ISLE PHYSICAL EDUCATION
Hawaii flunks gym standard
Few requirements for students or certified teachers put the state among the 11 "worst"
Hawaii is one of the 11 worst states in meeting physical education requirements for schools, according to the "Shape of the Nation Report: Status of Physical Education in the USA."
Best and worst states are not listed, but were identified Tuesday at a news conference, Paula Keyes Kun of the National Association of Sport and Physical Education said by telephone.
"Hawaii was identified as one of the worst because it does not require certified, licensed physical education teachers for elementary, middle or high school," she said.
Also in the "worst" category were Alaska, Colorado, Iowa, Michigan, Minnesota, North Dakota, Ohio, South Dakota, Texas and Wyoming, she said.
No state meets recommended physical education requirements, despite soaring obesity across the country, the report said, but South Carolina has approved legislation making it closest to achieving the standards.
Donna Ede, Department of Education coordinator for physical education in Hawaii, said there are many challenges and some gaps in physical education, but she believes "Hawaii is doing a fine job, all things considered."
National physical education officials said the federal No Child Left Behind Act has threatened physical education, which is taking a back seat to standardized testing.
"You have to make the most out of the time you're given and think of creative extension outside of the classroom," Ede said.
National recommendations are for 150 minutes of physical education per week for elementary kids and 225 minutes for middle school students.
Hawaii requires 45 minutes per week for kindergarten through third grade, and 55 minutes for fourth and fifth grades. Instructors are asked to have active participation half of the time, Ede said.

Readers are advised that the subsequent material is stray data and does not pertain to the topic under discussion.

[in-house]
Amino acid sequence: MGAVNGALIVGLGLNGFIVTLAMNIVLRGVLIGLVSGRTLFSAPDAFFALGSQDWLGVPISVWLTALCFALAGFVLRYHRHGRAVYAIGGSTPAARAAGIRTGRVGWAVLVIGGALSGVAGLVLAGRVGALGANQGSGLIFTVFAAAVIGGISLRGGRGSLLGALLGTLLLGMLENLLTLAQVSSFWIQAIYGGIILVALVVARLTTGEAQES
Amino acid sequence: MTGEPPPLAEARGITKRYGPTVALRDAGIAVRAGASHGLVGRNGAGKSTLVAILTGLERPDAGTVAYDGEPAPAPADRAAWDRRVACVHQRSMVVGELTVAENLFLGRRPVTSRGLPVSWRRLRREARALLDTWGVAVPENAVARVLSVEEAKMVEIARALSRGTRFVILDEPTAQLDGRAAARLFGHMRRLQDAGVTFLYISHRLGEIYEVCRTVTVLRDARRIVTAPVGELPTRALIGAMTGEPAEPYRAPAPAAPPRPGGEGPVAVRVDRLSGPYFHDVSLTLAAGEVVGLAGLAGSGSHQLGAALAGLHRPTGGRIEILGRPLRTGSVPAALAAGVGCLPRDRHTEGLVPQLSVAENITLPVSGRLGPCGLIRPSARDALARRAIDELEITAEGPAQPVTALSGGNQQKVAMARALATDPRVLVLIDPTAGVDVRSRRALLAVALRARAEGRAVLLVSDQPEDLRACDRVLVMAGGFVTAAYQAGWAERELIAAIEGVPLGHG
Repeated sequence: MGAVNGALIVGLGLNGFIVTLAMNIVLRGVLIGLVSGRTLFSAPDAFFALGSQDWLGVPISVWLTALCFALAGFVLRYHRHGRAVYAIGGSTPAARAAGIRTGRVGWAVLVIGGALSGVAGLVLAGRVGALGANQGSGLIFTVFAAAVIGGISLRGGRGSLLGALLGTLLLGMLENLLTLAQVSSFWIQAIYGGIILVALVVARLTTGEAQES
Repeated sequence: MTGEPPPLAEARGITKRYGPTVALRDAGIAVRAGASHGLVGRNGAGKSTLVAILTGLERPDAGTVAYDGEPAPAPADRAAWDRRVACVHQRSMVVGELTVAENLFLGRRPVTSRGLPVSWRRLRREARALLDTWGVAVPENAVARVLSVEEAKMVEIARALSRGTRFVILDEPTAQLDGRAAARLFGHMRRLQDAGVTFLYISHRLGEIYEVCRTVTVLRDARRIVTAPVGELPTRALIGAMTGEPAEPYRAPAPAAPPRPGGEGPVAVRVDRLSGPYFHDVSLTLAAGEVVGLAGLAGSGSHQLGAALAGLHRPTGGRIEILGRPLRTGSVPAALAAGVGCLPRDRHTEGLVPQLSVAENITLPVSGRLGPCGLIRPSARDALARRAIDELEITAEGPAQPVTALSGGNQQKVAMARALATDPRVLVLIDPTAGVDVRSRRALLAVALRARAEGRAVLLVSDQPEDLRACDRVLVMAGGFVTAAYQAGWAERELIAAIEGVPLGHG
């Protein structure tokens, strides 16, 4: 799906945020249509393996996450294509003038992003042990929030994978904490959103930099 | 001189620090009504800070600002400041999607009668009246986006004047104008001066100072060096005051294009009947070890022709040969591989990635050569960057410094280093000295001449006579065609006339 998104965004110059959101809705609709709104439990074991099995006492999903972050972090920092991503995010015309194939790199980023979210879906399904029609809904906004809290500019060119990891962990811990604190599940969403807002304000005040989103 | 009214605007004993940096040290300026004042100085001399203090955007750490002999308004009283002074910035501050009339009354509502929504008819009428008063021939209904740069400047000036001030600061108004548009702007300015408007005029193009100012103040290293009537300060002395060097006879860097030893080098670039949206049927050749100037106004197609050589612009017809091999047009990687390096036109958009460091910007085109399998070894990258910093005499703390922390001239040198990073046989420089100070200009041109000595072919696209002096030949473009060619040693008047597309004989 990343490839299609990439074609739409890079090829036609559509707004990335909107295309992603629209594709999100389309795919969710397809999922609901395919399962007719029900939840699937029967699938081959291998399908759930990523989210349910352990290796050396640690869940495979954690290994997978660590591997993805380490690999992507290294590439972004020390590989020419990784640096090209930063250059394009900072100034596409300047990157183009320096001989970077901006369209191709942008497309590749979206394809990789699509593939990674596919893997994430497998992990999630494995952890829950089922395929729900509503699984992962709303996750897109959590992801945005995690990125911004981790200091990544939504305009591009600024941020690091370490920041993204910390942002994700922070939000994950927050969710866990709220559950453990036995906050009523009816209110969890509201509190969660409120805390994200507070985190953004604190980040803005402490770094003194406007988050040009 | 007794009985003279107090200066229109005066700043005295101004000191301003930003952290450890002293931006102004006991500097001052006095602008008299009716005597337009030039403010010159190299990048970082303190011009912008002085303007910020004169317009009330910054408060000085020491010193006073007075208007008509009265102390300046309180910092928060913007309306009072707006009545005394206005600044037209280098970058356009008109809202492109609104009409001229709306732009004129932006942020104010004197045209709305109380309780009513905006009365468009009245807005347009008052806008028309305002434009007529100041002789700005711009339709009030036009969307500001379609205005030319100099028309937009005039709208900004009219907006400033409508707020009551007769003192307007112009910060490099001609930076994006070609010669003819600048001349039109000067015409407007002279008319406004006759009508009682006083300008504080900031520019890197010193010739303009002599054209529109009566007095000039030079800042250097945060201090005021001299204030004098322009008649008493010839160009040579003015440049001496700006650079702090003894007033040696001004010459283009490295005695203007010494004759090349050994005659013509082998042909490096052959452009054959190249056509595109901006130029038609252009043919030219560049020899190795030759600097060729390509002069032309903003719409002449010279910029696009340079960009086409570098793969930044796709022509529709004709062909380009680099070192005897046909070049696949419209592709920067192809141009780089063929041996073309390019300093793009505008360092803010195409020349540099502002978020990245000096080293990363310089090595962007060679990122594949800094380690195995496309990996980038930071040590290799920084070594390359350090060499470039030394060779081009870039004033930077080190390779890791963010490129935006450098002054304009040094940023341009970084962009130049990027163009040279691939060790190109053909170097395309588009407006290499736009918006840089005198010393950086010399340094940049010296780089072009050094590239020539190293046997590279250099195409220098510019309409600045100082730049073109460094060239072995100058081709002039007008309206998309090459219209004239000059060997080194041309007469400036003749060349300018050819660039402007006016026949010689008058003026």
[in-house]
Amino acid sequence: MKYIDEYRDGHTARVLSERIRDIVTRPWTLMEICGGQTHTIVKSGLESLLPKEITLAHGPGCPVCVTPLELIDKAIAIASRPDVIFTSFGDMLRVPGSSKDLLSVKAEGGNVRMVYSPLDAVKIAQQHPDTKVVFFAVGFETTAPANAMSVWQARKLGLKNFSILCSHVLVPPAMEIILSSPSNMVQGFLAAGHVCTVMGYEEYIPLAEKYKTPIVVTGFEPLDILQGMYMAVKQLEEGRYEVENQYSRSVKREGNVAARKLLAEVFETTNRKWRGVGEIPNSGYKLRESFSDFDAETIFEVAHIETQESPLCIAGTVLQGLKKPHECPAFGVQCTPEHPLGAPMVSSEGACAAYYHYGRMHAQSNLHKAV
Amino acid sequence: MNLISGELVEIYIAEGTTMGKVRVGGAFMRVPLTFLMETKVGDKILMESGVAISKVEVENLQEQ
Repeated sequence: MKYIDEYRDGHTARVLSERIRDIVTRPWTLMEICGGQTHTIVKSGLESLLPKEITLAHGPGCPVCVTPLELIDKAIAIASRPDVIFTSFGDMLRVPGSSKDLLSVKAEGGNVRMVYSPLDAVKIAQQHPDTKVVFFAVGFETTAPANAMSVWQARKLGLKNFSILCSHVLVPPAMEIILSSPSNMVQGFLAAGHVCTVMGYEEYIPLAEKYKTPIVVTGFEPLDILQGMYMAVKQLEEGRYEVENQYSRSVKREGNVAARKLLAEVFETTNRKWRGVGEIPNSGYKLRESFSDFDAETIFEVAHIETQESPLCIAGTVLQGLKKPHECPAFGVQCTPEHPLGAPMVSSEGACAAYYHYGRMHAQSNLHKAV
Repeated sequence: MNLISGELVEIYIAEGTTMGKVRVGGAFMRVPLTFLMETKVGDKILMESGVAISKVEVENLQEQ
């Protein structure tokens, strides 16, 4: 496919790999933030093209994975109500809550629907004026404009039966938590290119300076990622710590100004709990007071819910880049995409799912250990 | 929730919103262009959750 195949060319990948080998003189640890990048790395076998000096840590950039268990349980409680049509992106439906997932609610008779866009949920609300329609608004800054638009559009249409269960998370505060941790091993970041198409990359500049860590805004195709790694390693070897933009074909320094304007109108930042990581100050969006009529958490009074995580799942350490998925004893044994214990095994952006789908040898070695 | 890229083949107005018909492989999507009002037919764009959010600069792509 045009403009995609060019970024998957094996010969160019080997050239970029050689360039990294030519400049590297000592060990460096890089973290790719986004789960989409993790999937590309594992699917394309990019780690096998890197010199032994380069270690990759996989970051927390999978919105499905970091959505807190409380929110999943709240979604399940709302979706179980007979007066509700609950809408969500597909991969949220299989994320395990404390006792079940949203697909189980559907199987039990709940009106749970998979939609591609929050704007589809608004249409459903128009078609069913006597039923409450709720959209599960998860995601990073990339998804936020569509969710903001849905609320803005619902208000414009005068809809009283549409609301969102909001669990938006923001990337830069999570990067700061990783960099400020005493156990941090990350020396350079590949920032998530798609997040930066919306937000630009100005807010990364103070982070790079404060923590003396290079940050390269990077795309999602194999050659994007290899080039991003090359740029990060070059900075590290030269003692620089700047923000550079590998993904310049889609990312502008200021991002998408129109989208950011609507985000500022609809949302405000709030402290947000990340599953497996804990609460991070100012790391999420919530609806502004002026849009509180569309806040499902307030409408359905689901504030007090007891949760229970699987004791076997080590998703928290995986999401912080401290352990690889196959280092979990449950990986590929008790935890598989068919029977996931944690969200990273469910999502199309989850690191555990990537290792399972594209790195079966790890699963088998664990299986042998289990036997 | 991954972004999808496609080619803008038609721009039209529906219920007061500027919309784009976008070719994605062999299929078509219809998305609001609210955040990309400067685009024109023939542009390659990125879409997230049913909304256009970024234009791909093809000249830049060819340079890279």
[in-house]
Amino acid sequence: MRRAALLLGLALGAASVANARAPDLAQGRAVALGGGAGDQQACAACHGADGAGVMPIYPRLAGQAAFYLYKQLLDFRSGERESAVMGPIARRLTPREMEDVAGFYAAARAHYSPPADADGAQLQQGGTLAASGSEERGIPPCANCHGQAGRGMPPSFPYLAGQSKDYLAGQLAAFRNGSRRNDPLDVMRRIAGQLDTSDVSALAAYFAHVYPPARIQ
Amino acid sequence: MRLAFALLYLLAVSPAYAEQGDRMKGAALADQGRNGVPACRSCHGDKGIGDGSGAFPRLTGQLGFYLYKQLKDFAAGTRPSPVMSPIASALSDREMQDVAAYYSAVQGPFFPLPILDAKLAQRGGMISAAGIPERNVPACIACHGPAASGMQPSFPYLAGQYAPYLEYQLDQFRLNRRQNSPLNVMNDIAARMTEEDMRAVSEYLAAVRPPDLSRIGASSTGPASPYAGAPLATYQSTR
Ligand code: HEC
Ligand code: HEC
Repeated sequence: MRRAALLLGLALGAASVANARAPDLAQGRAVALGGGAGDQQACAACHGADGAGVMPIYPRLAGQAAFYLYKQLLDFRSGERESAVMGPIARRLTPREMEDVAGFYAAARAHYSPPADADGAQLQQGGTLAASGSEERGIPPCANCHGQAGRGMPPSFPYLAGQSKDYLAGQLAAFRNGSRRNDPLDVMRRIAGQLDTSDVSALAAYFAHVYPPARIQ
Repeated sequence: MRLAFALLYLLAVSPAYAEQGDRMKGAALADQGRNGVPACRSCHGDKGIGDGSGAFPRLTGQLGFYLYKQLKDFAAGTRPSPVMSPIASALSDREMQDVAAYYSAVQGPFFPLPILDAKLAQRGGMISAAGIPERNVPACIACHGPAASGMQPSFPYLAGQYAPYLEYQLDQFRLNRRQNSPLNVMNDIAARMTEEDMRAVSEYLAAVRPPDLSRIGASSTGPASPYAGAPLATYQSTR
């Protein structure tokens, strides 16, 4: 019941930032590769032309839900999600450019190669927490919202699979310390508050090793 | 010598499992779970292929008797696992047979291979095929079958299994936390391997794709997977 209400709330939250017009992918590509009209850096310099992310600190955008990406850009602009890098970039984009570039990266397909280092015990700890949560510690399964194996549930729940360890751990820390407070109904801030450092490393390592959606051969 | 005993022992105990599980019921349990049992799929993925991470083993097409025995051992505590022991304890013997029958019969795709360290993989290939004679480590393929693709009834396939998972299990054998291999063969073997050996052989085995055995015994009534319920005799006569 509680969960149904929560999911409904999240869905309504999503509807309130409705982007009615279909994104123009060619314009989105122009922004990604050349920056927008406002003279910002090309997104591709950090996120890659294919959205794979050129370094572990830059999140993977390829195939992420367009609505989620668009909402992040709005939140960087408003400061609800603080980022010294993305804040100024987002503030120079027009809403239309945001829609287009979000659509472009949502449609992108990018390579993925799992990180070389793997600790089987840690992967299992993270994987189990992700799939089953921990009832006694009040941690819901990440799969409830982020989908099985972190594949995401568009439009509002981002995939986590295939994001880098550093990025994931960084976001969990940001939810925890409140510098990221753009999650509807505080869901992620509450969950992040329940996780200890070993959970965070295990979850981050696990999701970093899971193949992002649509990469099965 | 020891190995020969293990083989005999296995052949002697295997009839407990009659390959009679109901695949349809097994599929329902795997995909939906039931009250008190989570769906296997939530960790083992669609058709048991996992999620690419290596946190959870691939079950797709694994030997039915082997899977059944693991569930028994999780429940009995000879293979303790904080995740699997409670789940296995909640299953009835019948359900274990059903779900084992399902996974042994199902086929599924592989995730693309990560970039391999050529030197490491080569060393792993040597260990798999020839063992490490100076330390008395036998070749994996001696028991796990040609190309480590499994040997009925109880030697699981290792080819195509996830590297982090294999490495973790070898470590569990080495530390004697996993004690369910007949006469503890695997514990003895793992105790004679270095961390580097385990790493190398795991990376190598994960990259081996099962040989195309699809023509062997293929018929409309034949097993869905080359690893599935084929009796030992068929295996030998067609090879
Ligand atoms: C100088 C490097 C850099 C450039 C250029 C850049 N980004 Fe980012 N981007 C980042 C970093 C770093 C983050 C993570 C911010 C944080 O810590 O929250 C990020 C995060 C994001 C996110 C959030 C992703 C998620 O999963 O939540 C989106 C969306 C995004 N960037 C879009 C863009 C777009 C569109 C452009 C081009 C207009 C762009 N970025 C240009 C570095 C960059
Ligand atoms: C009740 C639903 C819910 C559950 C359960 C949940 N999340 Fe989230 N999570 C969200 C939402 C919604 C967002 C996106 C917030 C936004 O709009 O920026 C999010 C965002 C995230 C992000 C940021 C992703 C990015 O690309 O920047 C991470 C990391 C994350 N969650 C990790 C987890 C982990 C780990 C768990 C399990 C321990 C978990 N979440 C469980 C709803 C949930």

There is no mandate for physical education in middle schools. One credit of high school physical education is required to graduate. One-half of the credit is a required lifetime-fitness physical education course.
The "Shape of the Nation" report notes the success of advocates in defeating a 2004 proposal to cut Hawaii graduation requirements for physical education.
Ede said Hawaii has five nationally board-certified physical education teachers who will mentor others at a professional development conference today at the University of Hawaii Stan Sheriff Center.
About 600 physical educators, administrators, resource teachers, public and private schools, and agencies are expected to attend.
The certified physical education teachers also provide ongoing mentoring of classroom teachers, she said.
Classroom teachers "are doing their best, for the most part," to teach physical education in elementary schools, Ede said. Out of about 186 elementary schools, she said probably 50 have some kind of structured physical education program.
AHA-Hawaii spokesman Don Weisman also emphasized the importance of physical education: "We want to instill lifestyle changes while they're in school. Even those in organized athletics become sedentary after they leave school."
Weisman pointed out that about 29 percent of children entering kindergarten in Hawaii are already overweight or obese.
Ede said, "Even if we had physical education five times a week for 45 minutes, if students went to McDonald's after school and went home and ate a TV dinner and had popcorn and soda, and soda and chips for breakfast, we're not going to make a dent."